The LintAlert features an innovative and responsive digital pressure sensor. Coupled with a programmable integrated circuit, the device can determine if your dryer is on, and what levels of pressure exist. When the pressure reaches an unsafe level, the alarm state will activate, indicating maintenance is required. The alarm state is displayed as: LED light bar flashes on and off alternating with blue logo, with buzzer beeping. Prior to the alarm state, a slow progression of the LED Blockage Indicator will display fractional buildup.
Disguised as a simple night light and pass-through plug, the LintAlert exhibits a steady blue light under normal operation.
Learn more at www.lintalert.com.
Mold, Pet Dander and Odors
As we face what we hope is a busy fall real estate season, I thought I'd share with you some details from a few indoor air quality investigations that I conducted during the past year.
Property #1: Built in 1799, this house has been in the same family for three generations. However, the couple presently living there had moved into a relative's house because the wife suddenly started experiencing throat and lung tightness, headaches and fatigue whenever she spent time in the house. The husband, a property manager, had overseen a thorough basement remediation, but his wife still became symptomatic from the moment she stepped into the first floor.
I found mold growth on the bottom of the dining room set that the couple had just inherited. Off the dining room was an unheated family room located over a crawl space. The couple used that room a lot. They usually sat on the couch, which contained widespread Aspergillus mold growth on the bottom and behind, and in the couch cushions. After dealing with the basement, the husband operated an air scrubber in the family room in an effort to "clean" the air in the house.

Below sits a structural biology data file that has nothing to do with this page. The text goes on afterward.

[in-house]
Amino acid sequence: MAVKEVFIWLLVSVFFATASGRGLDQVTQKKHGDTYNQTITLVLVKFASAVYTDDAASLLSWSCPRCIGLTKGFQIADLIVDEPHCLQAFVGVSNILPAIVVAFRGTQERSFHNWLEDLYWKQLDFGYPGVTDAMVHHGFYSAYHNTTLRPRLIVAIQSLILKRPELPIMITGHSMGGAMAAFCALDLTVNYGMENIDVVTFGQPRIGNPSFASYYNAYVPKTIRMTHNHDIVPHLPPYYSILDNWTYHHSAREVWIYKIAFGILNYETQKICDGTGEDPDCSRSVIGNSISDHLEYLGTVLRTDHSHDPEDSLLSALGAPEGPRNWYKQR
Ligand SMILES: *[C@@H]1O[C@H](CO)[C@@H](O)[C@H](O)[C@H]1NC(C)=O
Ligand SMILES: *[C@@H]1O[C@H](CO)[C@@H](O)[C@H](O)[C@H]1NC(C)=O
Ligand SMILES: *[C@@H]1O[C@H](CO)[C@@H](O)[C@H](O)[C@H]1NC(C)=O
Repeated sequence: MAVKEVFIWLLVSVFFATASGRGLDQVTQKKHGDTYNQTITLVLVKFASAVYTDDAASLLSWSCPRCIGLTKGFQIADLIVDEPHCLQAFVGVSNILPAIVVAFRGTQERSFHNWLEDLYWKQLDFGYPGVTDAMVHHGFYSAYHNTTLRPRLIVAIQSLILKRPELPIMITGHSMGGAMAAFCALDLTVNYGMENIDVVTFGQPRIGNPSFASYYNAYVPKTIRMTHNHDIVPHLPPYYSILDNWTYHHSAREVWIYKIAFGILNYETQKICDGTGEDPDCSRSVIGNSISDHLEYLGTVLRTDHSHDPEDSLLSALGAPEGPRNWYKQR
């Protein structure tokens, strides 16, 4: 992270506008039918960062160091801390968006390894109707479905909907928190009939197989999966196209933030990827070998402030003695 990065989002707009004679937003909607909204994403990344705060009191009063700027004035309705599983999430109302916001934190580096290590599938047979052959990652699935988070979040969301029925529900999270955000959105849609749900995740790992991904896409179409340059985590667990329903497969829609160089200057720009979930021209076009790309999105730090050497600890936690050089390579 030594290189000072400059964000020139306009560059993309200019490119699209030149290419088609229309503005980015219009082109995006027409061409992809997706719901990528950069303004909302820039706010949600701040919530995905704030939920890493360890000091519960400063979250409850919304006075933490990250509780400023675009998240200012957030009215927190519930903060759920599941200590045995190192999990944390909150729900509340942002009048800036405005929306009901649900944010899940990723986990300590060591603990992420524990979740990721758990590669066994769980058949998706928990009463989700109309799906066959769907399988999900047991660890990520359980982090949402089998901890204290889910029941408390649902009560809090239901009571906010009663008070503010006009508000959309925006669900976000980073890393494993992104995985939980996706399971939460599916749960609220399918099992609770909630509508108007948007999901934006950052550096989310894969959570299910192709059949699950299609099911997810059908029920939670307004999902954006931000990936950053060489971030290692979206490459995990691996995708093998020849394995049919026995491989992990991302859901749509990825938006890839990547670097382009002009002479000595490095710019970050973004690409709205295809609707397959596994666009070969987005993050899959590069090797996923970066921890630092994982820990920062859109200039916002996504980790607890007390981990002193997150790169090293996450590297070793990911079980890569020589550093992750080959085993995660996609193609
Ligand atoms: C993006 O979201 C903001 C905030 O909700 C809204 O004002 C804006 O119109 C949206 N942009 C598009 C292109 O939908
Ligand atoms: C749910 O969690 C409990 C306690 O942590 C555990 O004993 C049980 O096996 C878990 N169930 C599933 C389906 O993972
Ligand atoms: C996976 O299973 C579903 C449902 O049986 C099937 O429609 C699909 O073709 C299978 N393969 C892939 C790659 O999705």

Unfortunately, the air scrubber created airflows that disturbed the mold growth on the furniture, and mold spores in the family room were aerosolized.
Home inspectors take note: Mold problems can develop in inadequately conditioned rooms built over crawl spaces.
Property #2: A fellow who was allergic to pet dander experienced asthma symptoms in the master bedroom of the house that he had just purchased. Having the room thoroughly cleaned and the carpet shampooed didn't make a difference.
I found that the bedroom carpet was still full of mold and pet dander, and I recommended that the man have the carpet removed (no amount of cleaning can eliminate all the allergens and irritants captured between carpet fibers). After the carpet was removed, the owner discovered that the subfloor was stained and reeking of dog urine.
I suggested that he either replace the stained subfloor sections or cover it all with Dennyfoil — a foil-paper-foil laminate that, by virtue of the metal foil, prevents the diffusion of all odors. Then the man could either have new carpet or laminate flooring installed over the Dennyfoil.
Home inspectors take note: Pet urine that has soaked into wood creates lingering odors.
— Jeff May, May Indoor Air Investigations LLC, www.mayindoorair.com